How to Endure A Protracted Job Search

The process of searching for a job can be frustrating and discouraging, regardless of whether you are fresh out of college or an experienced professional. And the longer the search process gets prolonged, the more the dark walls seem to be closing in. The enthusiasm and self-confidence with which you begin your search may soon be replaced by annoyance and, eventually, a defeatist attitude. Your motivation levels are sure to take a severe beating.

So here are four coping mechanisms you can adopt to retain faith in your dreams during a lengthy, arduous job search.

1. Identify Issues

Many unpredictable factors come into play during a job search — some within your control, and some outside of it –– so it can be difficult to pinpoint exactly why you you haven’t gotten yourself a job yet. Maybe a company has already fixed its mind on a particular individual for the position. Maybe the position simply received too many qualified applications.

But, in some instances, factors within your sphere of influence might be impeding progress. Such a scenario requires you to deconstruct all of your application documents and identify the problems. If you’re not getting enough interview calls, meet a qualified placement professional and review the résumés and cover letters that you’re sharing with firms.

If you’re getting plenty of interview invitations, but having no luck progressing beyond them, then maybe your interview skills could be improved. Practice interview questions and answers with a fellow professional or a trusted friend. They might be able to provide you a few tips on how to go about answering differently in the future.

2. Look Beyond the Ideal

There is, at least, one conclusion to be drawn from the fickle nature of the hiring process: People tend to apply for jobs that they perceive to be ideal for them, and maybe some other positions which are pretty close to what they consider to be the ideal. By applying for only those jobs, people frequently overestimate their chances of landing them, just like they fancy themselves to win the lottery after buying a few tickets.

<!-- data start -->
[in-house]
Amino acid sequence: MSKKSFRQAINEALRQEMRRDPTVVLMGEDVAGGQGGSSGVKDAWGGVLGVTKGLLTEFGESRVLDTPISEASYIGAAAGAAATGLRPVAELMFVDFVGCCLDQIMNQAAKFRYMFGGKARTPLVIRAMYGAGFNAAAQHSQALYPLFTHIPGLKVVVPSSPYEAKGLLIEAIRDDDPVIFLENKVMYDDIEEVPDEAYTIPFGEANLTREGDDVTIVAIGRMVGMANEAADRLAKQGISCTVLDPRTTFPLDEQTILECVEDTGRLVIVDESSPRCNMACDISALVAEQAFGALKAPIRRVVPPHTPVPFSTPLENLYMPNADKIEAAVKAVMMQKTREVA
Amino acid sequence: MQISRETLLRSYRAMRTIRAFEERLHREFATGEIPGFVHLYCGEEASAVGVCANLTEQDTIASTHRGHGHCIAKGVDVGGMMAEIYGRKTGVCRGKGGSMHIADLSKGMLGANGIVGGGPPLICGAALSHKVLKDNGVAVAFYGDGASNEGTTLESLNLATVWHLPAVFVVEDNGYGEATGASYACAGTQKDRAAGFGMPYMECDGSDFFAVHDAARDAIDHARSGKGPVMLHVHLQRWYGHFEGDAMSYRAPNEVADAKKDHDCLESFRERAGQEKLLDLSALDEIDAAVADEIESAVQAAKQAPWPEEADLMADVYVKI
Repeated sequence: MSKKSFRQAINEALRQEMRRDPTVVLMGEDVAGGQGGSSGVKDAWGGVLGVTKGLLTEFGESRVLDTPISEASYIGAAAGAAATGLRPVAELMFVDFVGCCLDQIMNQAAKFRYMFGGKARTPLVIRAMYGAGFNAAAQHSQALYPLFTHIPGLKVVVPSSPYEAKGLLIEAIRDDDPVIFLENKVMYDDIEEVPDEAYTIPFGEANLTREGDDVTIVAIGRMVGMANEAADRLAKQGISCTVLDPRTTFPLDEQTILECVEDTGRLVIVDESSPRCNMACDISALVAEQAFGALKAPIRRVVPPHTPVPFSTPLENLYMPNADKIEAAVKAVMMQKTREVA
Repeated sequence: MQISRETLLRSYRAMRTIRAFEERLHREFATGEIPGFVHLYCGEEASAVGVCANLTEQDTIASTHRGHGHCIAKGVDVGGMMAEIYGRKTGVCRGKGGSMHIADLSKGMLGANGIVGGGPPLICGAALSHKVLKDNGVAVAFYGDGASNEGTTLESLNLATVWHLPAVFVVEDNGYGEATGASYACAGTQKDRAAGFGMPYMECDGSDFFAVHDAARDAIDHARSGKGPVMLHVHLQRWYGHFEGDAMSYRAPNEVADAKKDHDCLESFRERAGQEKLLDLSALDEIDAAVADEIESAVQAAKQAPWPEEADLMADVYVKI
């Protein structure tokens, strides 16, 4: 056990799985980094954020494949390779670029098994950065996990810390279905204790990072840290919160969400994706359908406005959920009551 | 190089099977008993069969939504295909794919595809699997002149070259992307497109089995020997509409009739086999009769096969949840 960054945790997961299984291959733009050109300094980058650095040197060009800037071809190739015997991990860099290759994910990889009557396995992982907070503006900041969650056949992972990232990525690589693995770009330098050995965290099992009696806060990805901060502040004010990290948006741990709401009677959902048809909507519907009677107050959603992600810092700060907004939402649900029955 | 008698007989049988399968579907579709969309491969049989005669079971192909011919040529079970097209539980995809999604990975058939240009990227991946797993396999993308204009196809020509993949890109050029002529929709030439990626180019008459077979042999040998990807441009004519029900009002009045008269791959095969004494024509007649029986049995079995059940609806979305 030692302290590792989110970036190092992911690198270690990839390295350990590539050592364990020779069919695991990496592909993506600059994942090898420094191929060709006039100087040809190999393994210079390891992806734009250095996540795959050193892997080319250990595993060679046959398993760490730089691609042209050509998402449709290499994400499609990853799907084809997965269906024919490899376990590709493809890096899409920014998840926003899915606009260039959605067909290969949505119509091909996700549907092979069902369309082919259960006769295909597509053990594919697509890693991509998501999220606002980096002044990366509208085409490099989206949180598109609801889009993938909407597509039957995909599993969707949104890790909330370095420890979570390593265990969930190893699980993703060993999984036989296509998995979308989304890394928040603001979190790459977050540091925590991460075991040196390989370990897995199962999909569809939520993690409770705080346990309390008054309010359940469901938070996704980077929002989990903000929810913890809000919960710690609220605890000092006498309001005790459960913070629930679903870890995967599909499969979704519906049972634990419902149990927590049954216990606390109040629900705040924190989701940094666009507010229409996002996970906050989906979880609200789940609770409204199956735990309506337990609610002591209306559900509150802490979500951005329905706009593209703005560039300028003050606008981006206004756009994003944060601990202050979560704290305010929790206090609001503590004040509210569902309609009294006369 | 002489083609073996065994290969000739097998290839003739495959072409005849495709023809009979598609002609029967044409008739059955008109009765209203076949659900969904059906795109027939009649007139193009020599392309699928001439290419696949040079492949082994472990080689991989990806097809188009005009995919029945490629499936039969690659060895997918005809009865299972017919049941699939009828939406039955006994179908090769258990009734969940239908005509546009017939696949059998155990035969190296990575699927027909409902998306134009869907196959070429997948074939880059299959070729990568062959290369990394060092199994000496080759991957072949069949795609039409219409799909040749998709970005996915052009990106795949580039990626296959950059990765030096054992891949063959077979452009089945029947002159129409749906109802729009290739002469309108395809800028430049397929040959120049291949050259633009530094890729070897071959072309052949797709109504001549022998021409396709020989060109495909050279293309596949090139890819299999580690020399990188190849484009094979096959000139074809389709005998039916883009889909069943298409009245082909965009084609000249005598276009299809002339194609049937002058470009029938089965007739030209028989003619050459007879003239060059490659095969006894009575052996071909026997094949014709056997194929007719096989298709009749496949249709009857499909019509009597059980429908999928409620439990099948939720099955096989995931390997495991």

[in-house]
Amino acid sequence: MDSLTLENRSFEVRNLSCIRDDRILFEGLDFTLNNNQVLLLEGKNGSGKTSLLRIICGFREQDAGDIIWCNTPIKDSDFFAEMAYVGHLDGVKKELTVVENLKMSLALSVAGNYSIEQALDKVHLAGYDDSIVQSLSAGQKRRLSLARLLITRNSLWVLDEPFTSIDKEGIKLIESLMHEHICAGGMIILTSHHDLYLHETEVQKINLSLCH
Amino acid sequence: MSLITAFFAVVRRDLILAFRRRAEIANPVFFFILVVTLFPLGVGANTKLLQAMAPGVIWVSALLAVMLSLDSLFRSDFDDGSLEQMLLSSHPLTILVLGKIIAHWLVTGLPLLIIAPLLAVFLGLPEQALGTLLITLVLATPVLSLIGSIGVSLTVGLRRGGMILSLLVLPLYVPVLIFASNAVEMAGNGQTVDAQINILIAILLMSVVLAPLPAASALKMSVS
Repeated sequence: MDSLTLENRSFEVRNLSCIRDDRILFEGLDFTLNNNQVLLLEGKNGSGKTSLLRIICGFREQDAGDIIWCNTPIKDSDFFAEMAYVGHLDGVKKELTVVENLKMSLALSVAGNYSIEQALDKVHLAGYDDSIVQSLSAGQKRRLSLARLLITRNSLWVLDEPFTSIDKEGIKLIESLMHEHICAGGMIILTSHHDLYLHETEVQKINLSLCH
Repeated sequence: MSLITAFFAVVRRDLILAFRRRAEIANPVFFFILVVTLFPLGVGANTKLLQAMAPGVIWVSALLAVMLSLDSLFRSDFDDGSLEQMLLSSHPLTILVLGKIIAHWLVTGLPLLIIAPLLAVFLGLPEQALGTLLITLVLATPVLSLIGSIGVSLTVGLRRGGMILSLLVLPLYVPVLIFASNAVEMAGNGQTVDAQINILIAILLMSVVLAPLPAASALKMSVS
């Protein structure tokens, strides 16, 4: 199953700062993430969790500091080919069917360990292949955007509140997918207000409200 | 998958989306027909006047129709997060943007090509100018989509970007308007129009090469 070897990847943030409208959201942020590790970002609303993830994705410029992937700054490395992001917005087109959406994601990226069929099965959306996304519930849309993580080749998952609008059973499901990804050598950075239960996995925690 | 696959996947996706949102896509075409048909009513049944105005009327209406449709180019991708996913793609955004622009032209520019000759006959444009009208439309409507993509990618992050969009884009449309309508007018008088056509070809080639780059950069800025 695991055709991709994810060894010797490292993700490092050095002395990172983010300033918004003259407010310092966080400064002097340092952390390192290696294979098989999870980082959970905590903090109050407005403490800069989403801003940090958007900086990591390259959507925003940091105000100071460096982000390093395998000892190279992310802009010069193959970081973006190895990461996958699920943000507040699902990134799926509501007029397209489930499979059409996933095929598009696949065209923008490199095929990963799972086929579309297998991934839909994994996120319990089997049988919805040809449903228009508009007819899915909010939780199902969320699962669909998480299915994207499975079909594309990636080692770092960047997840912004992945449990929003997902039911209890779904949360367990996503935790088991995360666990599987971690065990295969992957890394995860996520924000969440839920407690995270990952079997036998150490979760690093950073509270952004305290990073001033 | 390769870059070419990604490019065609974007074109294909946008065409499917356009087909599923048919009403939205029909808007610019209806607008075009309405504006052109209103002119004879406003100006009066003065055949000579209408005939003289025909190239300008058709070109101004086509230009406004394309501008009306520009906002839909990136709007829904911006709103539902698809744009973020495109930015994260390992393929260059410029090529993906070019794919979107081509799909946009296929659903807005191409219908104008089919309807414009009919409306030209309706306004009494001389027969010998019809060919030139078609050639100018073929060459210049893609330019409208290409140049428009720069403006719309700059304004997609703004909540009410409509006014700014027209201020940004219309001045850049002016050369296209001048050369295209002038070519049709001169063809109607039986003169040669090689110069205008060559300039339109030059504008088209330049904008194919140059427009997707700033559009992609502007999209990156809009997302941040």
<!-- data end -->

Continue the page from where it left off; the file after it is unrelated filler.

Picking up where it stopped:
So, in the future, you should seriously consider applying for a greater variety of jobs. You’ll increase your chances of getting an offer.

At this point, you might think it would be futile to apply for a job that you might hate. But stories of people from around the people prove — time and time again — that pursuing your passion is not of paramount importance; it is about being able to sustain a high level of energy in your job, day after day.

Also, it is not mandatory for you to accept every job offer you receive. If you feel strongly that a particular job is simply not for you, you can always turn it down. You’ll, at the very least, be boosted by the fact that you can attract offers from anywhere.

3. Stay Switched-on

When you hold a job, time flies by in a blur. When out of work, the days seem to stretch on forever — mainly because your mental capabilities are barely used. While a jog in the park or playing video games will get you through a couple of weeks, they are not ideal for keeping you switched-on during your job search. You can do yourself a whole lot of good by constantly placing yourself in situations where people might entertain the notion of hiring you.

Signing-up with temp agencies, which provide jobs for skilled workers to fill-in at companies for a brief period, is an excellent way to put yourself in scenarios where hiring managers are more likely to notice and interact with you. Alternatively, you could volunteer to work at an organization that requires an individual with your particular set of skills. Work of this kind, even for a couple of days per week, can build up to provide significant value over the course of a prolonged job search by keeping you on your toes.

4. Remember Your Support Group

Most importantly, remember that it is not you (alone!) versus the world, that you have a wonderful bunch of friends and family members standing in your corner, rooting for you.

Frustrated job seekers tend to deal with their stress and bouts of depression in isolation, far away from their social group. Please don’t follow their lead. Share your feelings with the people who matter to you the most, since a long job search will almost certainly contain days where you’ll need their support and love. There is only so much you can do on your own to keep your spirits up.

Despite what your inner voice keeps telling you, you are not a burden to the people who love you. If the tables were turned, you would surely support a loved one during their own job search. And once your search is over — trust us when we say it will definitely end — you’ll have plenty of opportunities, and the resources, to make it up to them.

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